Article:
As tens of millions of years passed, the sauropods and theropods grew ever larger. It seems that they were locked into an evolutionary size race—as the theropods became larger and more fierce, the sauropods grew bigger to counter any attack. In the end, sauropods such as Camarasaurus dwarfed Allosaurus and the other theropods. Being massive, however, had its disadvantages, such as lack of speed. Meanwhile, other plant-eating dinosaurs developed alternative methods of defense, often growing too tough or too nimble for theropods to tackle.

Sauropod is 75 ft (3 m) long

Giant Plant Eating Dinosaurs

Were all the plant-eaters huge?

Not all plant-eating dinosaurs became enormous in response to the threat of theropods. Gargoyleosaurus was 10—1 3 ft (3—4 m) long, one of the smallest of the ankylosaur group. Although relatively small. Gargoyleosaurus was capable of surviving an attack by a theropod. Its vicious shoulder spikes and bony back plates would have made it a tough meal.

Gargoyleosaurus

Gargoyleosaurus

Gargoyleosaurus

Did sauropods have extra-powerful hearts?

| A Some experts think that the bigger sauropods, such as Brachiosaurus may have needed large, powerful hearts and super-high blood pressure to pump blood around their massive bodies and up their necks to their brains. It is possible that they had hearts with four chambers, like humans and other mammals, rather than three chambers, like most reptiles.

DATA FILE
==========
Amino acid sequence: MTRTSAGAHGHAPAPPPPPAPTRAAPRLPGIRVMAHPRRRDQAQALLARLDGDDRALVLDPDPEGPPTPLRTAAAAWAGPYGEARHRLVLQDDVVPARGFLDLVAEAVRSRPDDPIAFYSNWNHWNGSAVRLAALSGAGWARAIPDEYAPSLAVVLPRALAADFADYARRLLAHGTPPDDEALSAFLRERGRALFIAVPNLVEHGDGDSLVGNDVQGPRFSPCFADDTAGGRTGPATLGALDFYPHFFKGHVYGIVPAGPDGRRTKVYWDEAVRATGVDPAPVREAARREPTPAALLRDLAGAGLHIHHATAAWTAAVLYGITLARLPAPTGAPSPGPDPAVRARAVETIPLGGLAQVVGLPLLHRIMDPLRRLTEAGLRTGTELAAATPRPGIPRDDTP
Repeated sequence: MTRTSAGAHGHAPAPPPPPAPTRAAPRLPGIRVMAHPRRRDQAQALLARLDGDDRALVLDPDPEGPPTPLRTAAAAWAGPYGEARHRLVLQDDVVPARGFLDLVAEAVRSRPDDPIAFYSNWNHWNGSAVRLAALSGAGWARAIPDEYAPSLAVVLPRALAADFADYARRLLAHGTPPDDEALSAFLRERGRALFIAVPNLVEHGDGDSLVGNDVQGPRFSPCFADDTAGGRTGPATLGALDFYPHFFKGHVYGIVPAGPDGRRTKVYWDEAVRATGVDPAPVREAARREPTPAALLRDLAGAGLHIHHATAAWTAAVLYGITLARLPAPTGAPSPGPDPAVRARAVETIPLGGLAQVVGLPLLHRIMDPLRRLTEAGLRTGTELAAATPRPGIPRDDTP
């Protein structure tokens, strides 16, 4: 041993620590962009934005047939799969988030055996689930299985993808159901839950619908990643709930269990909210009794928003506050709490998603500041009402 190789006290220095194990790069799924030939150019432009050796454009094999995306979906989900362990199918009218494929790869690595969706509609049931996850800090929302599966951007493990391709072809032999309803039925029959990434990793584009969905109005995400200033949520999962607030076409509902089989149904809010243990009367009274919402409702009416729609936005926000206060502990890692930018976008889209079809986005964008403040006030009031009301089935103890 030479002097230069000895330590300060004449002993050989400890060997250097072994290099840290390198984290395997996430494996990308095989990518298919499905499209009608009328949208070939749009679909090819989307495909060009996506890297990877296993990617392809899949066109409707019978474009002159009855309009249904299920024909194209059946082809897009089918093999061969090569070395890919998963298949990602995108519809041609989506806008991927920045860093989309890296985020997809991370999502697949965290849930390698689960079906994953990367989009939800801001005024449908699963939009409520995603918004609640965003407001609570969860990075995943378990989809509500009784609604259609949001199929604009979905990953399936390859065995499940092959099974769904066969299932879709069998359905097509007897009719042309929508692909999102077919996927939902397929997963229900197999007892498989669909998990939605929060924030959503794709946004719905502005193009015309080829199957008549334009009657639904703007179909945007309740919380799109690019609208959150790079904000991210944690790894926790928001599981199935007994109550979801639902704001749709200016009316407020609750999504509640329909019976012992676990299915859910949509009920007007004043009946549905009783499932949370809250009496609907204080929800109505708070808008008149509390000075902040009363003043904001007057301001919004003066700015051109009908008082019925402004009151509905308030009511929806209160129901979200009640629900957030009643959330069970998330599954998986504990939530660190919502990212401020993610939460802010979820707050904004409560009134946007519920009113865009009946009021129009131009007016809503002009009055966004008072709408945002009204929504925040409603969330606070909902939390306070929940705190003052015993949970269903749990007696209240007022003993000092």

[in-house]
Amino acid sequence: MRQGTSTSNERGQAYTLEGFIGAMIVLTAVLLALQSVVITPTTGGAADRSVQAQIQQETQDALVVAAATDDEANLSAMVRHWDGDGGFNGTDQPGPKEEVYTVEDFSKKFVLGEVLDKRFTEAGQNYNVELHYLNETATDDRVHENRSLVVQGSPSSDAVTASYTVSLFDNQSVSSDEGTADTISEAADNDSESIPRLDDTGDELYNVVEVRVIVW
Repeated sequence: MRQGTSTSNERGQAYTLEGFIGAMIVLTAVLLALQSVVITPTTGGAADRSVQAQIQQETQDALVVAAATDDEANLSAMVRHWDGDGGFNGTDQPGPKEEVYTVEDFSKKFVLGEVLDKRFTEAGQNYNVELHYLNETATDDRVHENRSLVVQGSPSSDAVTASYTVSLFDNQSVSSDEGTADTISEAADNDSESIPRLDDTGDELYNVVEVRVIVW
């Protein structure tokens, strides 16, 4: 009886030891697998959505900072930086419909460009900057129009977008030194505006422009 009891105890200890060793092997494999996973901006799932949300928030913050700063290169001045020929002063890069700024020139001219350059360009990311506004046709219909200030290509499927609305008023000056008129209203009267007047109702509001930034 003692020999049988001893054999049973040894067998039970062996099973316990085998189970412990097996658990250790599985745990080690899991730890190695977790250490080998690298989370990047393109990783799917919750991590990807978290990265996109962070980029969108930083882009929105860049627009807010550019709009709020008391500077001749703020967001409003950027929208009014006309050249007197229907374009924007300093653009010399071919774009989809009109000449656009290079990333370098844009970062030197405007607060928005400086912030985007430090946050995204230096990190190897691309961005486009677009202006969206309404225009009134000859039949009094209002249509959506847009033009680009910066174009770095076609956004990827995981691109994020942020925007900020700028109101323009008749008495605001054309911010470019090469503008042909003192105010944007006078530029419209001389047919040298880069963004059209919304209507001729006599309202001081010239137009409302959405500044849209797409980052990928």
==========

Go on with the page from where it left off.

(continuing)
Brachiosaurus

Brachiosaurus Digestive System

Brachiosaurus

Stiff neck ending in small head

Stiff neck ending in small head

How did sauropods carry their weight?

| A Experts once thought that sauropods lived in water because they would have been too heavy to support their own weight. Today, they agree that sauropods were designed to carry their weight, just as elephants are. Their legs were as sturdy as pillars and their toes, which splayed out to spread the weight, were cushioned by big pads of flesh. A large fleshy heel helped support the weight.

Dryosaurus

Elephant And Diplodocus Foot Compared

Diplodocus forefoot

Elephant forefoot

Diplodocus forefoot

Elephant forefoot m

What do fossil footprints tell us?